If you have any questions on School Breakfast or Lunch, please contact the Food Services Department at 203-452-4500.
Christopher Molyneux - School Lunch Manager
About the School Lunch
In accordance with Federal law and U.S. Department of Agriculture policy, this institution is prohibited from discriminating on the basis of race, color, national origin, sex, age or disability. To file a complaint of discrimination, write USDA, Director, Office of Civil Rights, 1400 Independence Avenue, SW, Washington, D.C. 20250-9410 or call (800) 795-3272 or (202) 720-6382 (TTY). USDA is an equal opportunity provider and employer
The National School Lunch Program (NSLP) is governed by federal and state guidelines set by the US. Dept. of Agriculture and the State Department of Education. Meals are planned to meet the Dietary Guidelines for Americans and one-third of the Recommended Dietary allowances for school-age children. The following key nutrients are the focus of our meals: calories (< 30% calories from fat, < 10% calories from saturated fat), protein, calcium, iron, vitamin A , C.
School meals are planned to encourage children to choose a variety of foods (an established dietary guideline) by making food choices on a daily basis. Our entree, side dishes and milk choices are offered to help students best meet their recommended nutrient levels especially for vitamins A, C and calcium.
Today's school cafeterias provide much more variety and nutrition than lunchrooms of old. Today's kids are much more sophisticated than we were at their age, even in term of the food they like. And with school lunch, if they don't like what they see, they won't eat it.
But don't think for a minute that school nutrition programs have sacrificed nutrition for taste just to keep kids interested! Schools participating in the National School Lunch Program are required to plan menus that meet at least one-third of a child's Recommended Dietary Allowance (RDA). Plus, school nutrition managers across the country are:
Implementing the principles in the Dietary Guidelines for Americans.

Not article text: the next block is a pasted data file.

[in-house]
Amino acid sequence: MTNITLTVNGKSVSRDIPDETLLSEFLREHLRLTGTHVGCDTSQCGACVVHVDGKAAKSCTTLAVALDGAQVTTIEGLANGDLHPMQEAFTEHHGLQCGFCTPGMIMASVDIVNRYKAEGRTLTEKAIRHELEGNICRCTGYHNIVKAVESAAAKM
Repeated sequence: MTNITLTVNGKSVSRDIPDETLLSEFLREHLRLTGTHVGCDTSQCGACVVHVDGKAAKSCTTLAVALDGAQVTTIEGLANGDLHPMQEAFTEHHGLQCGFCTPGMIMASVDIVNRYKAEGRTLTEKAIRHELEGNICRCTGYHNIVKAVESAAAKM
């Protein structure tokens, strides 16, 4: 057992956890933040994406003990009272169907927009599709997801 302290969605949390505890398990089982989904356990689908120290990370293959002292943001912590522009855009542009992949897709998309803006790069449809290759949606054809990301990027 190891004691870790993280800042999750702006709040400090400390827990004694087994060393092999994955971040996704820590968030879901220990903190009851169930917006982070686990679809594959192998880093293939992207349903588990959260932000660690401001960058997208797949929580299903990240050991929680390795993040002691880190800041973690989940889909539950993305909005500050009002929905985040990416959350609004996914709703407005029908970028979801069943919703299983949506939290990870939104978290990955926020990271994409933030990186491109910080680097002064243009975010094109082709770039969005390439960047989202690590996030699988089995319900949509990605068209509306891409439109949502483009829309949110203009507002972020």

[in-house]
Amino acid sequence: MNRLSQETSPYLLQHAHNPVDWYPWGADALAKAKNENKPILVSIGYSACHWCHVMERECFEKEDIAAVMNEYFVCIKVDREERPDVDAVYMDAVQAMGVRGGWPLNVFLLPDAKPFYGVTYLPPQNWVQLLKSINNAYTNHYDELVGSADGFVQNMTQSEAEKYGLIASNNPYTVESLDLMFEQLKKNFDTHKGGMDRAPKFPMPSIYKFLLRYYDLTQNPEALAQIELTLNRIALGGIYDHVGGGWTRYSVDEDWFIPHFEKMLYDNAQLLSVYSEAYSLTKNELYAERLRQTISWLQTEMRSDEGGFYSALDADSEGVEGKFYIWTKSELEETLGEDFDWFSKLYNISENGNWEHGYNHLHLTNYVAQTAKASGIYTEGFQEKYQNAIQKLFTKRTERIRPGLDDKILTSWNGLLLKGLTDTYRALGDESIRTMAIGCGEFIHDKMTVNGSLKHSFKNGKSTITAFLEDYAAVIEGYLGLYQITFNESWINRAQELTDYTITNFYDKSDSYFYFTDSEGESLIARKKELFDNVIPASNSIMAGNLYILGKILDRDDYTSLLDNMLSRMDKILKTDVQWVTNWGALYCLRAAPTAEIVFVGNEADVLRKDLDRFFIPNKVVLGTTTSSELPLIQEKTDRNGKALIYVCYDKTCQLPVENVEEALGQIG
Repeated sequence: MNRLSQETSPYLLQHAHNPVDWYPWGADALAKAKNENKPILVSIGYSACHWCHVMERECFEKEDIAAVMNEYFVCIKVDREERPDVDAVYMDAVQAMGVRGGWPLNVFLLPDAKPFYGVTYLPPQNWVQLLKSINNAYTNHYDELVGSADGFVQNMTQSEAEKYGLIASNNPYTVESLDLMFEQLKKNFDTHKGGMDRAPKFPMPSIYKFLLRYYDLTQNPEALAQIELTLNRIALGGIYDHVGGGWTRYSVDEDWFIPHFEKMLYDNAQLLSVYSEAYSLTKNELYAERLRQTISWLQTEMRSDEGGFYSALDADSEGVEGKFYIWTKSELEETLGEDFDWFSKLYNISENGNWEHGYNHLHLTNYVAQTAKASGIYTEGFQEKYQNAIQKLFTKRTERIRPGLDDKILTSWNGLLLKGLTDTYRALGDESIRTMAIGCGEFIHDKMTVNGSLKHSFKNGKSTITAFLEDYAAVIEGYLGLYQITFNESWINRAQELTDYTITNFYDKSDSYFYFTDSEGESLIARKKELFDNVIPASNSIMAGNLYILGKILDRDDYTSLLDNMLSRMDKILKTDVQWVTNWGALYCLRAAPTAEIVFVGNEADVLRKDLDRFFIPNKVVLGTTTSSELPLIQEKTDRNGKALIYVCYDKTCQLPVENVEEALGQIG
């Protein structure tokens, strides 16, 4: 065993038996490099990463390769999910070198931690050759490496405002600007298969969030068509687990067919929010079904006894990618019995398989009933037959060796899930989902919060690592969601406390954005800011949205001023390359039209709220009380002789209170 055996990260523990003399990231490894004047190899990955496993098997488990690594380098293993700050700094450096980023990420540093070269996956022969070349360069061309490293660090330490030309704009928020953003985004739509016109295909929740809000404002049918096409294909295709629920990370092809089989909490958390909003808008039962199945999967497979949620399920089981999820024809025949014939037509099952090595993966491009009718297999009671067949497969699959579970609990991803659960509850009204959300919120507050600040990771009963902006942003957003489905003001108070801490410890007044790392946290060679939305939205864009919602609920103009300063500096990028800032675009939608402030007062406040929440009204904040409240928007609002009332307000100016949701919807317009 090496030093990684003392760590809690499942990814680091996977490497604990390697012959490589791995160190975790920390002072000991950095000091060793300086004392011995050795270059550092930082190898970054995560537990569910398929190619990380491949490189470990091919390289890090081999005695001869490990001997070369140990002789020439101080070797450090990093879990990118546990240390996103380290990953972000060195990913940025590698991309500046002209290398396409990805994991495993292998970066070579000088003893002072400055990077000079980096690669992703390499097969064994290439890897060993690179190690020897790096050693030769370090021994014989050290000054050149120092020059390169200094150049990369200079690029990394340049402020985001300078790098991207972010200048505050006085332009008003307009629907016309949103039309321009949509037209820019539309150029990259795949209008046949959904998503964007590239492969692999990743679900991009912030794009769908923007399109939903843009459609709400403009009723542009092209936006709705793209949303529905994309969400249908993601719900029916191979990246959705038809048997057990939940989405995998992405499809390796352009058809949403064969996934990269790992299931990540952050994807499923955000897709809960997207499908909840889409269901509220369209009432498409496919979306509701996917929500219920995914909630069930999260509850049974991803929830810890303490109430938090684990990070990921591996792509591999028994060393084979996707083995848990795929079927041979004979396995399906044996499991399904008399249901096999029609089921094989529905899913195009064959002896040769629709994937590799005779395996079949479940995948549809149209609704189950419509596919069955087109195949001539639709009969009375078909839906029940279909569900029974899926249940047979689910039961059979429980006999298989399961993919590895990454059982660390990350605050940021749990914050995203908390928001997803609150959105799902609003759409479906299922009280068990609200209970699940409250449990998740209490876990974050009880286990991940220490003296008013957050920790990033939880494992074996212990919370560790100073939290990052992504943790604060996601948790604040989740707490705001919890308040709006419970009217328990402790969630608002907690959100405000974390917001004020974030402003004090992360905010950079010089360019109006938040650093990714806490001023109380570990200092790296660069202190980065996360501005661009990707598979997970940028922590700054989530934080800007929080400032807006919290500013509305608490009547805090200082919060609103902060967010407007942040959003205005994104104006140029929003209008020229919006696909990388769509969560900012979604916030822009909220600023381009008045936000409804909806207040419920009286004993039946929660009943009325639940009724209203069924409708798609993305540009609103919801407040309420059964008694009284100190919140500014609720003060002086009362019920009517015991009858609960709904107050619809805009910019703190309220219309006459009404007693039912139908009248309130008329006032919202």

Revamping children's old favorite recipes with ingredients lower in salt, sugar, fat and cholesterol and higher in fiber.
Introducing more fresh fruit and vegetables and whole grains to students.
As you know, getting children to eat foods that are good for them is often a difficult task. But school nutrition managers educate students about good nutrition through special promotional and marketing campaigns to encourage lunch choices. The program offers elementary through high school students healthily, well-balanced meals with menu choices ranging from favorites such as pizza and nacho's, to sandwiches, salads and pasta. All meals are consistently low in cost and offer a variety of foods from each of the Five Food Groups. There is a smorgasbord of menu choices from several main dishes and a variety of vegetables, fruit and salads, to drink options such as flavored milks, waters and juices. And serving styles vary from the self serve line, to salads and buffets.
It's no wonder students are eating in the cafeteria more often today than ever before. The goal of the food service program is to provide students with nutritious foods that will enhance learning. We're really feeding their bodies and minds. By providing good-tasting, nutritious meals in pleasant surroundings and helping to teach students the value of good nutrition, our child's school nutrition program is an essential part of the education system. A menu of popular food items, healthy variety of food choices, an enticing atmosphere - it just may be the best deal in the country, and it's all at your local school cafeteria.